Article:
Knowing the role the deposit cheque plays in home buying includes where that money goes, where it comes from, what is applied towards, and rules surrounding it. The most frequent question I get from new home buyers regarding the deposit is "Is it an extra cost on top of the purchase price?". The quick answer to this is no. So how exactly does the deposit cheque in real estate work?
The deposit cheque forms part of the offer and is placed immediately in seller's brokerages' trust account once final acceptance occurs. It shows the home seller that the home buyer is serious about buying the home and fulfilling the terms of the agreement. Many real estate brokerages will require that the deposit cheque be certified if there is less than a 30 day period between their receipt of the deposit and the possession day in the agreement. The deposit cheque must accompany any offer written, unless the buyer and the seller agree to something different, and the deposit must be deposited within 3 banking days of being received by the seller's brokerage.
The deposit is in the form of a cheque or money order, and most real estate brokerages do not want it to be in the form of cash. This used to not always be the case. In my first year of real estate I had an interested buyer call me out of the blue to view a home that had an assumable mortgage. After viewing it, he said he wanted to write an offer, and asked to meet me at a west end Tim Hortons to write up the contract. As we wrote it up, he pulled out an overstuffed envelope with over $10000 cash and told me that was his deposit and down payment in full. I was more than a little nervous handling that much cash in public!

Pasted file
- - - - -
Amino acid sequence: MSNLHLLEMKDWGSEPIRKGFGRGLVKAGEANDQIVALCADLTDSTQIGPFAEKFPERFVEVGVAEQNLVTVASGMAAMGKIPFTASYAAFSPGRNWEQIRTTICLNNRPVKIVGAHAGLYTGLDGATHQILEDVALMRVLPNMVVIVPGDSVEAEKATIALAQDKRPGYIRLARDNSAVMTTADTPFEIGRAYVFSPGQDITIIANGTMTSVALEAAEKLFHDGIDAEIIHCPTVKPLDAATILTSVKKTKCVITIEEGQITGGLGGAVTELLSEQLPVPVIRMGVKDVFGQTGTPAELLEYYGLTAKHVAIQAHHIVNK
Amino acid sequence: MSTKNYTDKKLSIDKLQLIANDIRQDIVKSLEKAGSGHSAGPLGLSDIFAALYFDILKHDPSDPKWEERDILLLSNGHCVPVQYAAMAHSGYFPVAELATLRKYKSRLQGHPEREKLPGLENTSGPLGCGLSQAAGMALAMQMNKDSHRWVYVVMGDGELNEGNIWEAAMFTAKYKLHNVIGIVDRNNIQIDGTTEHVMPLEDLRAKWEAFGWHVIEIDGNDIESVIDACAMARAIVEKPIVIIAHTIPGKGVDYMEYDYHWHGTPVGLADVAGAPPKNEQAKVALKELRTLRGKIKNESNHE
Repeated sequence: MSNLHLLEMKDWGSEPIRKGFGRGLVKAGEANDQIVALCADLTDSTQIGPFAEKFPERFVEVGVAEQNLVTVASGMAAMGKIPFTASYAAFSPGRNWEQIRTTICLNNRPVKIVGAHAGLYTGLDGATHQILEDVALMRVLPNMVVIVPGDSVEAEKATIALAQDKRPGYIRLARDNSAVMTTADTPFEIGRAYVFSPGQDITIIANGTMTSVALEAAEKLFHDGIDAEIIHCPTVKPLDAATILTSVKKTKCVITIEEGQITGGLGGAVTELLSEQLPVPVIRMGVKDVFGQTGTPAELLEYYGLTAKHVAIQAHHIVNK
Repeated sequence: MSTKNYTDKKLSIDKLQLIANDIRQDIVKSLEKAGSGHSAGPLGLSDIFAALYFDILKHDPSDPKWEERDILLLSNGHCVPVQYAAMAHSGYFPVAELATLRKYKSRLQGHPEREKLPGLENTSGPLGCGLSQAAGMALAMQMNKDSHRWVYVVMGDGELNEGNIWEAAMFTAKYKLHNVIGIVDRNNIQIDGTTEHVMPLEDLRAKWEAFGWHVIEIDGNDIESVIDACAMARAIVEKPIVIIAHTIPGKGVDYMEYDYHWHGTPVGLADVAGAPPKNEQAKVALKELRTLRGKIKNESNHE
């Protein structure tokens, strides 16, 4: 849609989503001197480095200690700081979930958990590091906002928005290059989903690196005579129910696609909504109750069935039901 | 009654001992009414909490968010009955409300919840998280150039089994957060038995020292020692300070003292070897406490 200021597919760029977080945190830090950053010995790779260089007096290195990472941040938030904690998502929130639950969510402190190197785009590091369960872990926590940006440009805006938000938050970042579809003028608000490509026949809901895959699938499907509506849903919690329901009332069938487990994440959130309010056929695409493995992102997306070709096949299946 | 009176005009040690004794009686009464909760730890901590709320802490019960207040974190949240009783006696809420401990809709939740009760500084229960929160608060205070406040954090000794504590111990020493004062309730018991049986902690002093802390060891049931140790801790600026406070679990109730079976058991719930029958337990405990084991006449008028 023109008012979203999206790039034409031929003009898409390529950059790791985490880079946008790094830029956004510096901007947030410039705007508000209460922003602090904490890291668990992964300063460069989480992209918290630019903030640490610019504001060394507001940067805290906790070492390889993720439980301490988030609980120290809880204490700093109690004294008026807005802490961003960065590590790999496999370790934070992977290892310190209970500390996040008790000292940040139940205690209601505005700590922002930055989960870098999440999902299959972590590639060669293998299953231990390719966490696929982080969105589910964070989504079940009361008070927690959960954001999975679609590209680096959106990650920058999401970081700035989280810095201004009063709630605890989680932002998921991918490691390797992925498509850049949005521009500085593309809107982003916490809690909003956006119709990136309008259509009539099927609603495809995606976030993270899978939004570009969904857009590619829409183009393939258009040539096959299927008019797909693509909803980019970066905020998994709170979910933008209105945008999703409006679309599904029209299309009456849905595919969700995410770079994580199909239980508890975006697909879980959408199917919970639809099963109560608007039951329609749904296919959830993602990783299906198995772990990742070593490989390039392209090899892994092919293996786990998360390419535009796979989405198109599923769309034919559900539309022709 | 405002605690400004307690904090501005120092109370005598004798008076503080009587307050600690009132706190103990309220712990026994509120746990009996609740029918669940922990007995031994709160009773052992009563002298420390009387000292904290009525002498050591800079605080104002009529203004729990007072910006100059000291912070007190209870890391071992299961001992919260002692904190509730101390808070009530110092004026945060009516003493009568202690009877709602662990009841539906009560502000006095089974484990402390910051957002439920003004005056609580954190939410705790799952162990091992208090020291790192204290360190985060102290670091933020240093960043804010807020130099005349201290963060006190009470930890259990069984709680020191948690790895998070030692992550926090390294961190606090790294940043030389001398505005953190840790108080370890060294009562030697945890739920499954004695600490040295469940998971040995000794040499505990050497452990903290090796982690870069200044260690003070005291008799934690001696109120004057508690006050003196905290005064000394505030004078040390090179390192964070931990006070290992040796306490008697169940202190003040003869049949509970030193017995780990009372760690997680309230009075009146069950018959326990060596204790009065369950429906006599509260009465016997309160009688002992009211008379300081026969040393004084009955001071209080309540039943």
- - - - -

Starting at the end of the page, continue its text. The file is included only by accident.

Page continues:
The deposit is used as a part of the down payment on the property. If a condition of the sale cannot be satisfied and the agreement is terminated, then the buyer receives the deposit back - anywhere from a few days to a few weeks afterwards. However, if the seller believes that the buyer did not act in good faith to honor the terms of the contract, then the deposit can be forfeited to the seller. Who decides if a deposit cheque should be forfeited? There is a procedure in place for that. The selling brokerage will review all of the relevant facts of the situation, and then decide of the buyer should receive the deposit back, the seller should receive the deposit due to a material breach in the contract, or, if no decision is clear, he will advise both parties of this and the dispute will begin its way through the court system.
Make sure that as a home buyer you know the role the deposit cheque plays in home buying so you aren't caught having to rush to the bank last minute to make sure these funds are in place on time!